Jock Holmen generally isn’t a betting man. However, when he tells people to take a look at the carved wooden post in front of Ingebretsen’s, he is quite willing to put down a few dollars and gently challenge whoever says, “There isn’t a post in front of the door!” He fully understands that people come to the store with their minds filled with visions of Swedish sausage mix and Ekelund linens. However, it’s worth one’s while to pause before entering the store. There is, indeed, a post at the corner. It’s vital structurally and it’s also a piece of art. Look up and a tale (with a tail) unfolds before you.
You will need to walk around the pole to get the full effect. Start with the long, flowing tail and end at the dragon’s snout. This is Jock’s version of how Ingebretsen’s smokes the distinctive meats and cheese in the deli. It’s as good an explanation as any. Julie Ingebretsen remembers the process of fine-tuning the design and looking at the drafts as the plan developed. The care that Jock, Julie, and Julie’s daughter, Anna Bloomstrand, took with the design paid off. Julie says of the finished product, “I love it. I love the protective symbology. I hope more people look up when they come to the store.”
Continuing the tradition of acanthus carving
Jock has been a wood carver since high school, when his family lived in Chicago. He started with sculpture in art classes, and quickly found he liked wood carving even better. His skills landed him a job with Baker Furniture in Holland, Michigan. There he produced hand carved sideboards and buffets, most with acanthus leaf decorations.
Learning acanthus carving was a skill that has held Jock in good stead. Stylized leaves of the acanthus plant, acanthus spinosus, have been a mainstay in decorative carving since 500 BC. The Greeks began adding the curling, furling leaves of the plant, native to the Mediterranean, to the tops of marble columns and along friezes. The designs have been popular since and acanthus design made its way into German and Scandinavian decorative carving in the 1800s. People were traveling more and were exposed to new decorative influences, which they brought home with them. “There has barely been a decade when acanthus wasn’t popular since,” says Jock.
The Norwegian Termite
Jock broadened his skills over the decades by working with a carver who did church interiors and furniture. He went onto cabinet making, and studying figure carving, including classes with Harley Refsal. During this time, Jock was told by an experienced carver, “Don’t die with what you know.” He took this advice to heart and since 2000, when Jock and his wife moved to Minnesota, he has been teaching and mentoring wood carvers.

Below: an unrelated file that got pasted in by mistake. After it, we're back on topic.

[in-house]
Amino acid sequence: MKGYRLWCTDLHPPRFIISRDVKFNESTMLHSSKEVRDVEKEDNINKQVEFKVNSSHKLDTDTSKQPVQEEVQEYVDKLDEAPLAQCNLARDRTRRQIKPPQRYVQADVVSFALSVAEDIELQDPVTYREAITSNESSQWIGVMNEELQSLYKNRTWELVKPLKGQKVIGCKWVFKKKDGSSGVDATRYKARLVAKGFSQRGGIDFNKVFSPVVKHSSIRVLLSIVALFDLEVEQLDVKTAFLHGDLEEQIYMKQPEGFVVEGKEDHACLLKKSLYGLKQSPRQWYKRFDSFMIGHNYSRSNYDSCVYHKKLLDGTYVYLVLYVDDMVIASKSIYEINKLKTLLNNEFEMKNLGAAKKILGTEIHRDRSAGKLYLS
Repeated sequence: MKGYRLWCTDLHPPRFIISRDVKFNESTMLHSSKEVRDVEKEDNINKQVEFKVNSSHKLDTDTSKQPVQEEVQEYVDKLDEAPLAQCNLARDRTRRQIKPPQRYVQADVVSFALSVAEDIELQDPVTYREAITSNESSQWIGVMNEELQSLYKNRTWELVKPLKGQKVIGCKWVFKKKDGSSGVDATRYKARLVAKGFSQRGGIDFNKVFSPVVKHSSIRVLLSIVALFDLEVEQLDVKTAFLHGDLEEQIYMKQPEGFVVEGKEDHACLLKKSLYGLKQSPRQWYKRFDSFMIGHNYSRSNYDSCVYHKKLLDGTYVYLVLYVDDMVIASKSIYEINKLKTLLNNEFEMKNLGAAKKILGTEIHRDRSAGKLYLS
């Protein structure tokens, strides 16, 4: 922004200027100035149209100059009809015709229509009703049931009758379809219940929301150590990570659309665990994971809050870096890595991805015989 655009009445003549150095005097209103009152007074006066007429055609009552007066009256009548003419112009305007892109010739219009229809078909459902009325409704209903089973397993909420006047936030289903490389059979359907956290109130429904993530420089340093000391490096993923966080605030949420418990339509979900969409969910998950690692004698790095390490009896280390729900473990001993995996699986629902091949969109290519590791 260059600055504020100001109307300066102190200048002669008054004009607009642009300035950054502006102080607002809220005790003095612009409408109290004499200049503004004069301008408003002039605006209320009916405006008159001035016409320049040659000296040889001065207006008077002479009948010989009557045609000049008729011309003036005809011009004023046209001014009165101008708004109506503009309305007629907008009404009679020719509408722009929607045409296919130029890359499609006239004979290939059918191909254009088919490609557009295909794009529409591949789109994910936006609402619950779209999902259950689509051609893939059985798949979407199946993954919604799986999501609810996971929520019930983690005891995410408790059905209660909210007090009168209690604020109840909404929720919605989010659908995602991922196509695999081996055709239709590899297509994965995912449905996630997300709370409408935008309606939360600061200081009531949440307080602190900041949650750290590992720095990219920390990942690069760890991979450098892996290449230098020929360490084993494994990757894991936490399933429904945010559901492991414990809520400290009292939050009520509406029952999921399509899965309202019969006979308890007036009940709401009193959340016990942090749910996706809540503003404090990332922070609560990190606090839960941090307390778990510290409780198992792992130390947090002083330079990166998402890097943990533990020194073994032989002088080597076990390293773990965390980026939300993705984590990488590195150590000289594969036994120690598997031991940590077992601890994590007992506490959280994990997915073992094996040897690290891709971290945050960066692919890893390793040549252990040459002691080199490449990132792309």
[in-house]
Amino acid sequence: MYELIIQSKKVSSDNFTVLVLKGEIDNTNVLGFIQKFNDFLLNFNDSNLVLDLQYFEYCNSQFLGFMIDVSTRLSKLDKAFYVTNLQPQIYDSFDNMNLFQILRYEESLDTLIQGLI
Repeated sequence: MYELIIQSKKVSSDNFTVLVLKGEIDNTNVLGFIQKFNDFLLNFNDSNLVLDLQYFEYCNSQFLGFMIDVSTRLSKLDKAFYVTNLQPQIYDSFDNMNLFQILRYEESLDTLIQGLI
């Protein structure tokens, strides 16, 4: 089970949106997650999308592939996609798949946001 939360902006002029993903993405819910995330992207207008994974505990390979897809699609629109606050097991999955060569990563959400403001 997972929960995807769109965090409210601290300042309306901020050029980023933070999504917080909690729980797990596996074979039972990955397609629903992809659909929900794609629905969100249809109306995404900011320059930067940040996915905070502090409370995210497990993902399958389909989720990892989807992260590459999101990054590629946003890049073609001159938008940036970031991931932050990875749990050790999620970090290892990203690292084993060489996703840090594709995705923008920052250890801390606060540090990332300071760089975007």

When Jock started his own carving business in the 70s, he knew he needed a business name. “Norwegian Termite‘ was better than something like Jock’s Woodworking,” he says. He does realize that termites aren’t really a problem in Norway, and he has faith people will get the joke. Besides classes in his Burnsville studio, Jock has taught at North House Folk School, the Vesterheim Museum, Community Education District 191, and leads several carving and drop-in clubs. Jock regularly demonstrates carving at Ingebretsen’s and at craft fairs. “I like to put the knife into people’s hands and to get them carving immediately. I’ve had kids have so much fun they didn’t want to give the knife back. That’s how you get new people interested in carving,” he says.
The next time you come the store, please take a moment before you open the door. Look up to the top of the post and enjoy the details of the meat market dragon and how it helps us out.
If you are interested in learning more about woodcarving, see our carving books and tools on our website here. Keep an eye out for our October Sale Week, too, when we will have Woodcarvers Day, with Jock and others demonstrating their specialties.